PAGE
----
Payroll jobs growth remains slower in 2022
Growth in payroll jobs has remained slower so far this year than in 2021, although the latest figures were impacted by the timing of Easter.
The Australian Bureau of Statistics said payroll jobs fell 0.3 per cent in the fortnight to April 16 and were down 0.8 per cent over the month.
"Payroll jobs fell leading into the Easter holidays. This is something that we usually see around public and school holidays," ABS head of labour statistics Bjorn Jarvis said.
"While payroll jobs growth has continued to be slower in 2022 than 2021, the difference has also reduced over time given the greater labour market impacts related to the Omicron variant and floods earlier in the year."
The data provides a guide to next Thursday's key labour force report for April.
The Reserve Bank of Australia now expects the jobless rate to fall to 3.75 per cent by June and to 3.5 per cent in 2023.
This would be the lowest level in almost 50 years. The current unemployment rate sits at four per cent.
Such expected strength in the jobs market is backed by continued brisk demand for workers.
New figures from online platform SEEK showed job advertisements rose by a further 2.9 per cent in April, marking the fourth consecutive month of record postings.
"We would traditionally expect a decline in job ad growth over the Easter period, yet this year continues to buck all trends with job ads again reaching record levels," SEEK ANZ managing director Kendra Banks said.
Josh Frydenberg is trying to keep the election focus on the economy as opinion polls point to a change of government, and the prospect of the treasurer losing his own seat in Melbourne to an independent.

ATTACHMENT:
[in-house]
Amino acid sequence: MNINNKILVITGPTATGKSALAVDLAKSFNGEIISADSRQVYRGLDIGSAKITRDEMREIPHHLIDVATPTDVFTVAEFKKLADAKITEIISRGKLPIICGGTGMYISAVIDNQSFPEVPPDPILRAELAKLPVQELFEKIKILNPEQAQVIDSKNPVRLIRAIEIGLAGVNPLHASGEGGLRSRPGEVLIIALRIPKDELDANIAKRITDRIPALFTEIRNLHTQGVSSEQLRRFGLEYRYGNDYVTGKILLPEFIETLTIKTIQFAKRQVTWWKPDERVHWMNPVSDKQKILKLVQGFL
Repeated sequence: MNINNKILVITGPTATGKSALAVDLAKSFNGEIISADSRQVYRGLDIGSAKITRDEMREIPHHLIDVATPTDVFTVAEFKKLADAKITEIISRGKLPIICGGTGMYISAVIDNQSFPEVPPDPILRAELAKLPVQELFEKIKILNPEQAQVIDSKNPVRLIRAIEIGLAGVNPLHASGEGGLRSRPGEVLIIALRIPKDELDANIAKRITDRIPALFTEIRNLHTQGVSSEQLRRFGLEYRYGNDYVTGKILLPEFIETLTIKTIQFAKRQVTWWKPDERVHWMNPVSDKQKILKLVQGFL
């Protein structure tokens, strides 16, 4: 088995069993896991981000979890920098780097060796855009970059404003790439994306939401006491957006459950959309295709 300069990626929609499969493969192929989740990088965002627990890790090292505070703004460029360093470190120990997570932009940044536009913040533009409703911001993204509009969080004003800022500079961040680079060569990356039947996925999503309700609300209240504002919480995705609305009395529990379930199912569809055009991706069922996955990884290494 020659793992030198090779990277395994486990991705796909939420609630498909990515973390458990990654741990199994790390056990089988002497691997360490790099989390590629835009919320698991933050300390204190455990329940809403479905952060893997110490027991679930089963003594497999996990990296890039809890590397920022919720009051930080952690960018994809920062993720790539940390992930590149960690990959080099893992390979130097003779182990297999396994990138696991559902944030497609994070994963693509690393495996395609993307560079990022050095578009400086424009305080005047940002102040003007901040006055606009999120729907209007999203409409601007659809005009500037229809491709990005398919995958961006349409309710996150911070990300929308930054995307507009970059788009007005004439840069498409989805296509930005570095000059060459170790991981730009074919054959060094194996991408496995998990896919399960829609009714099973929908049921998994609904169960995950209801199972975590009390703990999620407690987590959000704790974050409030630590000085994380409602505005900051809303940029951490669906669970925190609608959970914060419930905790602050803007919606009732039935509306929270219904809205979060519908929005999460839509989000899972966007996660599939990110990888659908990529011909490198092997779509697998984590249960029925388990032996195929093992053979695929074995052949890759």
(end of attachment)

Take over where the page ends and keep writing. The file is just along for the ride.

A YouGov MRP poll of 19,000 voters across all 151 electorates commissioned by The Australian predicts Labor will win a majority 80 seats at the May 21 election, with the coalition reduced to 63.
The poll also predicts Mr Frydenberg could lose his seat of Kooyong to Independent Zoe Daniel on a 47 per cent to 53 per cent split after preferences.
"The most important issue at play here is who is better able to manage the economy," Mr Frydenberg told ABC television on Thursday.
"Who do you trust to keep taxes low, to create more jobs and, of course, to encourage and enhance small businesses?"
Small businesses appear to have already made up their minds with a new survey showing three-quarters of respondents predict a change of government on election day.
The survey by financial software provider MYOB found just over a third of small- to medium-sized enterprises believe a change to Labor will have no impact on business.
MYOB's election edition of its business monitor also revealed more than a quarter of respondents believe a Labour win would be a positive outcome for their business, while a similar number think it would have a negative impact.
Whoever comes out on top on polling day, two-thirds of the 1000 SMEs surveyed list reducing the compliance costs of running a business as their most important business-related issue.
"Specifically, post-election SMEs would like a simplified GST/BAS reporting process and a proportion of government procurement contracts allocated to smaller businesses," MYOB's Helen Lea said.